Where have you ‘Bean’ all My Life?

When you take a walk through the baking or flour aisle in the grocery store, you will be faced with a lot of options when it comes to flours – wheat flour, rice flour, bread flour, nut flour… endless options. For those cautious of what wheat products, this aisle can be frustrating. You must read carefully – What can I use as someone that has a gluten intolerance?

If you are one of these individuals and you feel like you are out of options, you are not. One option that might be available to you is bean flour. Bean flour is a great avenue for those that need a strict wheat-free diet and it can be used to make many different things like bread, pancakes or cookies.

 

What is Bean Flour?

For centuries, cultures around the world have been using bean flour in their meals. Some cultures add beans out of necessity, others because they know the health benefits. Primarily, you see beans in main dishes, salads, or soups.

Bean flour is processed much the same way as wheat flour. The bean is dried and then is ground multiple times through a mill processor until it is fine. Unlike some processed cooking ingredients, bean flour maintains its smooth and nutty flavor.

The most common beans used for bean flour are black beans, garbanzo, lentils, mung or navy beans.

 

Gluten Intolerant? 

If you are someone that suffers from a gluten intolerance, you know how difficult it is to get all the nutrients that you would have got from wheat based products. Bean flour may be just the thing you’ve been looking for.

 

Benefits of beans

To understand the benefits of bean flour, you must look at the benefits of beans themselves. Soluble and insoluble fibers are the main benefit to eating beans. Soluble fibers lower your blood cholesterol levels. Insoluble fiber aids in digestions and regular bowel movements. Like any high fiber food, beans or pulses for example, are more filling foods helping you feel fuller longer.

 

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Benefits to Using Bean Flour

Bean flour makes up for and then some in the absence of regular wheat flour. Bean flour is high in dietary fiber and high quality protein. It also contains a good amount of magnesium and phosphorus and is also a good source of your vitamins and minerals – iron, B1, copper and manganese.

An other group that really benefits from bean flour is vegetarians. Vegetarians often combine beans or bean flours with their starch such as rice in order to get their protein in.

 

Count the Beans

As indicated in a previous section, the common beans used in bean flour are black beans, garbanzo, lentils, mung or navy beans. Although, each are great for you and will help improve your health, the benefits are not the same across beans. Each have their own numbers and are unique in what they provide your body.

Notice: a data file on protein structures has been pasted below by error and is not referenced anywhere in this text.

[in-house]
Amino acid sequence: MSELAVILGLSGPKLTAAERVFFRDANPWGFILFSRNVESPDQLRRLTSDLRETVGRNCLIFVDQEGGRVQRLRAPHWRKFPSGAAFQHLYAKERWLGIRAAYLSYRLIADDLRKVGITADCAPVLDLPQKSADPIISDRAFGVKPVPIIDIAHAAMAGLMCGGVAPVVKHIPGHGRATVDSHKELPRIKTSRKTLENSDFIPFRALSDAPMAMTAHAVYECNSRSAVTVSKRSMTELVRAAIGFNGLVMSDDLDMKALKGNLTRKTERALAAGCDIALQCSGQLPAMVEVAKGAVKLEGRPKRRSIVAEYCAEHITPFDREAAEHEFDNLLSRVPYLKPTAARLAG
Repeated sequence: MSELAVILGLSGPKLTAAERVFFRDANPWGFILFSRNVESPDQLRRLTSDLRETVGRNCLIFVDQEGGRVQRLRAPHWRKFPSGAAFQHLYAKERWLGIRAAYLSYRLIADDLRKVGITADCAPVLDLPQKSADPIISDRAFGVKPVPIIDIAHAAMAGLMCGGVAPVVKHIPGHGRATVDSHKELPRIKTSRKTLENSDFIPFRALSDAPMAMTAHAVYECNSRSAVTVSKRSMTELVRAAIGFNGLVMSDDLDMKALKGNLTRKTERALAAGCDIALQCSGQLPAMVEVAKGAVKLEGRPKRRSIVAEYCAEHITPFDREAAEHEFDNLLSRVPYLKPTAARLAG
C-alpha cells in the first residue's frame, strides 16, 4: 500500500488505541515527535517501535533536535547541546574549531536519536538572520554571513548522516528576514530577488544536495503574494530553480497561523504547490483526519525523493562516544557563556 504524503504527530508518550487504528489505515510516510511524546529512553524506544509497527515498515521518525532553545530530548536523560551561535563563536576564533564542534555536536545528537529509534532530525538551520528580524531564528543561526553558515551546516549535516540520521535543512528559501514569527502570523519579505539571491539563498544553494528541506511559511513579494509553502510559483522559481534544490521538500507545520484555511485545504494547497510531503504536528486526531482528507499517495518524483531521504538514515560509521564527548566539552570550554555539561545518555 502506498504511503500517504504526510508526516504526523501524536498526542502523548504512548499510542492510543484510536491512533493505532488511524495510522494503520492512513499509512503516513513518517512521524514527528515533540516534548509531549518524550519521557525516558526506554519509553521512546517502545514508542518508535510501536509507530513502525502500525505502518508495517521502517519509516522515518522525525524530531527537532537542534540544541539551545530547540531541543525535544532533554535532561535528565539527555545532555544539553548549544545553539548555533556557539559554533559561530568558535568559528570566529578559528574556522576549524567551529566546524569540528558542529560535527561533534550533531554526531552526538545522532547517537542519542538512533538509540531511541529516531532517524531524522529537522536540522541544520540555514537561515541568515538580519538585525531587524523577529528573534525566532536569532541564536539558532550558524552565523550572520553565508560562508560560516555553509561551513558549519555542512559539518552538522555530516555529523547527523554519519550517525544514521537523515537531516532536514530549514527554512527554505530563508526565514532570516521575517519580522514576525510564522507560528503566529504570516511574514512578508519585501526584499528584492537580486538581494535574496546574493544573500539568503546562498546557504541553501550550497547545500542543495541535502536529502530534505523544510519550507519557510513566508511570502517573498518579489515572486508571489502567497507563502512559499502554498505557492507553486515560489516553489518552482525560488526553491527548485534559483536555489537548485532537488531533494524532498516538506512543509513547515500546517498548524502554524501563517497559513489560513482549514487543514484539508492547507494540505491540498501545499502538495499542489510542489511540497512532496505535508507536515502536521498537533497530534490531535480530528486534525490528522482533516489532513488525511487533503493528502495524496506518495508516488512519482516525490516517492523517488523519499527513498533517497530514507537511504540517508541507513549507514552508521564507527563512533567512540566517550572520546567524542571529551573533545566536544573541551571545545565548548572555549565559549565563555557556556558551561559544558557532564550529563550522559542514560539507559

If you are looking to increase your protein intake, you will want to seek soy bean flour (10 grams) or black bean flour (8 grams). If you are looking for something to keep you going during the day with a higher carbohydrate count, you will want to look for garbanzo bean flour (18 grams) or garfava flour (18 grams).

If you want to take advantage of the overall benefits, black bean or white bean flour is a great place to start.

 

How to Use Bean Flour?

You can substitute bean flour just about anywhere regular flour is used. Since it isn’t as popular as a wheat flour, not many people have explored fully with the way it can be used.

It is common for bean flour, like regular flour, to be used to thicken sauces and gravies or as a base for dips or soups. When you bake with bean flour, it’s a great addition bread, crackers, pancakes and many others.

 

Where can I get Bean Flour?

To take advantage of the benefits of bean flour, you can do it several ways. If you are adventurous, you can dry your own beans (20 minutes at 400 degrees) or buy dried beans. If you have a blender or mill at home, you can create your own bean flour.  You can also go to your local grocery or health food store to purchase prepared, ground bean flour so you can start baking or cooking immediately.

 

References:

http://www.bobsredmill.com/white-bean-flour.html

http://full-of-beans.ca/

http://www.livestrong.com/article/472318-how-to-grind-bean-flour/

http://www.glutenfreecookingschool.com/how-to-use-bean-flours/

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